“This is a very unique system. It has not been done the way in which we have proposed it be structured anywhere in the world but the principles of how it is applied, there are examples of this everywhere in the world and we want to introduce this as an entrepreneurial project right at the primary school level so that even those young people who are leaving school at grade nine or grade seven, or those young girls who are getting pregnant will have some hope and some opportunity. You will get rid of the street vending, delinquency, all these young people who are sitting in bars, as we speak now, the rates of abortion are extremely high! Tipangeni can build skills and give people back their dignity and help us to address the rot of corruption that has now become so standard in this country. And I want to make a very strong statement about what I believe those right thinking leaders within our government should be doing.”

And Chipimo said majority of Zambian citizens were barely making enough money to survive.

“Africa, by the year 2100 will have the largest number of children anywhere in the world. When we say children, we mean 0-17 years. By 2050, the number 25 year olds will be the most in Africa than any other region. Right now, we narrow it down to Zambia and it is typical of any other countries across the continent, we have 400,000 young people coming to the job market every single year. Now our civil service is barely the size of civil service employees so we can imagine that every year, a new civil service is coming onto the job market looking for jobs, we have a serious crisis.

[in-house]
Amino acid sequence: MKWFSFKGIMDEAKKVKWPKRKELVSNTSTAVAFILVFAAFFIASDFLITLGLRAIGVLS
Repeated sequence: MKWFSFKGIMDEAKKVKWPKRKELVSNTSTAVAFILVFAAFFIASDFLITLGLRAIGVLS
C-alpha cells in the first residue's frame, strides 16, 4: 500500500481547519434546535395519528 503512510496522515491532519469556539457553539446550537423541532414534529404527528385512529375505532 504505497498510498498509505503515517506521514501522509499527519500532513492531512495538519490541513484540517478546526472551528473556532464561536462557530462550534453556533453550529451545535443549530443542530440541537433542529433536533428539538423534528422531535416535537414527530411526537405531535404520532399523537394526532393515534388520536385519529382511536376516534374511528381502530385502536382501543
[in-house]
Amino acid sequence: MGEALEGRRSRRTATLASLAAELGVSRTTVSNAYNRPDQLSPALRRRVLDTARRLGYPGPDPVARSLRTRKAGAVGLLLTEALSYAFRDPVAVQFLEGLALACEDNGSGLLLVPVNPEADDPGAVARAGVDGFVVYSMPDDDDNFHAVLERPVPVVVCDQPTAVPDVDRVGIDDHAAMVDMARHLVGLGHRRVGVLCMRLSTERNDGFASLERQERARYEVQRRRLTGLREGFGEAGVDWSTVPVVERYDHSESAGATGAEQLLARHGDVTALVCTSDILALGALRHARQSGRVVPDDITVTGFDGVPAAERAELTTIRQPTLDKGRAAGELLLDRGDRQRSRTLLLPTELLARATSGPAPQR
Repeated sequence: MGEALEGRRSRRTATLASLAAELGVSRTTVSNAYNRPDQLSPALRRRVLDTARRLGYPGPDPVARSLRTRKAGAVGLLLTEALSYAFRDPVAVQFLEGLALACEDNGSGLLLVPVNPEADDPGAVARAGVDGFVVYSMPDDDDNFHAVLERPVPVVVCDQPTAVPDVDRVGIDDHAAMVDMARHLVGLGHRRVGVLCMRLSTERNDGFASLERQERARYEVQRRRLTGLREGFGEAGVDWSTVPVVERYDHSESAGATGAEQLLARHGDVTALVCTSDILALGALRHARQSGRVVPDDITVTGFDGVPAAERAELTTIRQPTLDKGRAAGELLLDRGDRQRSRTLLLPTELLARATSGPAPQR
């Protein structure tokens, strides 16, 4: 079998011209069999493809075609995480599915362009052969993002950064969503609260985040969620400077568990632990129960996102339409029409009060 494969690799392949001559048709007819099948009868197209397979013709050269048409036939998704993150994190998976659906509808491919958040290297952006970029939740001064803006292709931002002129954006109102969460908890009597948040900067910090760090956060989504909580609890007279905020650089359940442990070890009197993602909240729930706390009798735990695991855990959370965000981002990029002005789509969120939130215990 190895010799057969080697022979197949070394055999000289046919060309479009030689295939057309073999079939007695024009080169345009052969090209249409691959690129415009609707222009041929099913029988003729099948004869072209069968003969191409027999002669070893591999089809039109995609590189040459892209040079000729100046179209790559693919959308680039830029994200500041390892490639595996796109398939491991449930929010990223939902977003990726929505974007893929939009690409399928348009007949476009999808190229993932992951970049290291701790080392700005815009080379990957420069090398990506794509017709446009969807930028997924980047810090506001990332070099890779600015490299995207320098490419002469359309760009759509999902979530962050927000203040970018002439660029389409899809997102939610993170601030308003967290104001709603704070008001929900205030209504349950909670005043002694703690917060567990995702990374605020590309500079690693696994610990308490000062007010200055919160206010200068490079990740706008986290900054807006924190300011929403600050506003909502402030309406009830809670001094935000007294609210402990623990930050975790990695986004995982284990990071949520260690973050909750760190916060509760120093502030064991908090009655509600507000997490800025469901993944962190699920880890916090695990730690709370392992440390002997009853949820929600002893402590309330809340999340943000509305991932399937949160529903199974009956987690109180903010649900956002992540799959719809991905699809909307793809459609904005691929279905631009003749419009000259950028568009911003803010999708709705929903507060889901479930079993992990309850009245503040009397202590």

We also have to look at the statistics of schools, how many young people are making it to school every year? The total number of schools can be about 8-9,000 but only 10 per cent of those are secondary schools…we also need to ask what are the recreational facilities? Especially in the rural communities? People are falling into a daily survival routine. That’s why we have vendors on the streets because everyday they have got to make something in order to take something home, for their basic needs and not for anything which they want,” said Chipimo.

“TiPanGeni is really trying to address the widespread nature of these challenges, these social outcomes from the deep poverty which has become chronic, it’s become multi generational poverty. The poverty started from the grandmother, it is going all the way through to the grand children.
We would like to create a movement from every single stakeholder in this country. It doesn’t matter which political party you belong to, it doesn’t matter which NGO you serve, it doesn’t matter which entity you work for in the private sector or whether you work in government. This is something that everybody is suffering, from some of these social outcomes.”